National accounting firm is bullish on South Florida
By Kevin Gale
South Florida is keen to build out its financial services infrastructure by attracting hedge funds, private equity firms and venture capitalists, but it also needs professional support services to have a full-fledged ecosystem.
The rapidly growing accounting firm moved to South Florida in late 2015 with the acquisition of Mallah Furman & Co., which had about 70 employees and offices in Miami and Fort Lauderdale.
“Florida’s population is growing rapidly. There’s a tremendous concentration of wealth. The marketplace is booming. A lot of high net worth individuals are coming to South Florida from South America, so it’s a natural fit for our strategy,” EisnerAmper CEO Charles Weinstein said during a recent visit to South Florida.
States with tax advantages such as Florida will continue to attract hedge funds and private equity funds, Weinstein says. “Everything is seamless these days. Your geographic location is driven by talent and opportunity. If one of those opportunities is a very favorable tax climate, that is going to continue to drive business in Florida.”
EisnerAmper, which is an auditor for 1,300 hedge funds, has brought in significant expertise to provide accounting and advisory services to the region’s financial services firms.
Take a trio that has relocated from New York firms to join EisnerAmper in South Florida.
Michael Mazzola became a partner in EisnerAmper’s financial services group, while Julie Nemirovsky became a director in the group. Steve Kreinik brings expertise in high net worth individuals and multigenerational families as a partner in the firm’s personal wealth advisory group.
EisnerAmper’s South Florida partner in charge is Barry Gould, who was chief operating officer at Mallah Furman. He has 20 years of public accounting experience, including working with individuals and closely held companies. He is on EisnerAmper’s executive committee and is director of the firm’s family office services department.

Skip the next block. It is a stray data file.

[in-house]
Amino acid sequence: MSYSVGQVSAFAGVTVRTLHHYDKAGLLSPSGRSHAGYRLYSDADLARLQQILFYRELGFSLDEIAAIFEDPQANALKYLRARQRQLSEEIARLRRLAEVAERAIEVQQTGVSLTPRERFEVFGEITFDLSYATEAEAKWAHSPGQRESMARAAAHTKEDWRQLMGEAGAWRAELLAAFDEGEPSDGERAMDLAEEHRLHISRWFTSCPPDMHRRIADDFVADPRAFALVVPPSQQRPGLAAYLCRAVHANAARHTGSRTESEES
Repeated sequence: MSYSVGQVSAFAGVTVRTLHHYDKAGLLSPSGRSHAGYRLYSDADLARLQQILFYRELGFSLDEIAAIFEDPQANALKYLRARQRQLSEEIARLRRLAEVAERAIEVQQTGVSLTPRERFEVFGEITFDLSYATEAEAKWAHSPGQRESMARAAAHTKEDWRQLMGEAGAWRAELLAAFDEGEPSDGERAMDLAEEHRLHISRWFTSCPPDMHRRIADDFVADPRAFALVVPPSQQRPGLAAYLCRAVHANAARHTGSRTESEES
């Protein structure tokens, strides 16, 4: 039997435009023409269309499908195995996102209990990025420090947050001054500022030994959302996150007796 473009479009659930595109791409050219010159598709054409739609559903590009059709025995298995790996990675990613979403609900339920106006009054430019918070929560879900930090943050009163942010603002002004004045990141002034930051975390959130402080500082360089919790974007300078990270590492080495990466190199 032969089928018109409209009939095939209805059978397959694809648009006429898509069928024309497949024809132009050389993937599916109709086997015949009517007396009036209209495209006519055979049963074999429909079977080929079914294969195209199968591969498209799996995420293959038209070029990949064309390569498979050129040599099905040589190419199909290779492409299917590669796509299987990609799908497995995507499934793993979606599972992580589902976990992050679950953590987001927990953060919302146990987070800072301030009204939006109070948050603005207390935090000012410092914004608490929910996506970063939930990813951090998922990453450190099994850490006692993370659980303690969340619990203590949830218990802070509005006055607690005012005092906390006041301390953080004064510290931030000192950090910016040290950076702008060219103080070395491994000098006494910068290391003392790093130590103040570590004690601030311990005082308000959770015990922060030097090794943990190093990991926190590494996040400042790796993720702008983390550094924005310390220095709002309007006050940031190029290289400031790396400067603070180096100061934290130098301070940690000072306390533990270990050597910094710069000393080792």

EisnerAmper’s move into South Florida coincides with a change in the capital markets nationally, Weinstein says. Few companies are going public, and private equity is filling the void, which is providing a lot of growth opportunity in Florida.
“If you have a successful manager at one hedge or private equity fund, they split off and then they form their own funds. So when you do great work for one fund, it gives rise to a lot more clients. We are seeing a lot of that in Florida,” Weinstein says.
EisnerAmper’s strategy appears to be paying off. Weinstein was looking at double-digit growth in the market as the end of the year approached.
From a megamerger
While EisnerAmper is a fast-moving firm these days, its roots go back to two firms in the 1960s—Eisner LLP and Amper Politziner and Mattia, which merged in 2010 to become a $250 million multistate firm. Weinstein has been with Eisner since 1989.
Weinstein described the deal as the first of the megamergers among large regional accounting firms. “We opened Pandora’s box,” he says.
EisnerAmper is now the 18th-largest U.S. accounting firm, with 1,500 employees. It has added key offices since the merger, including San Francisco, Dublin, the Cayman Islands, Tel Aviv, Mumbai and Bangalore. The overseas offices are partnerships with local talent.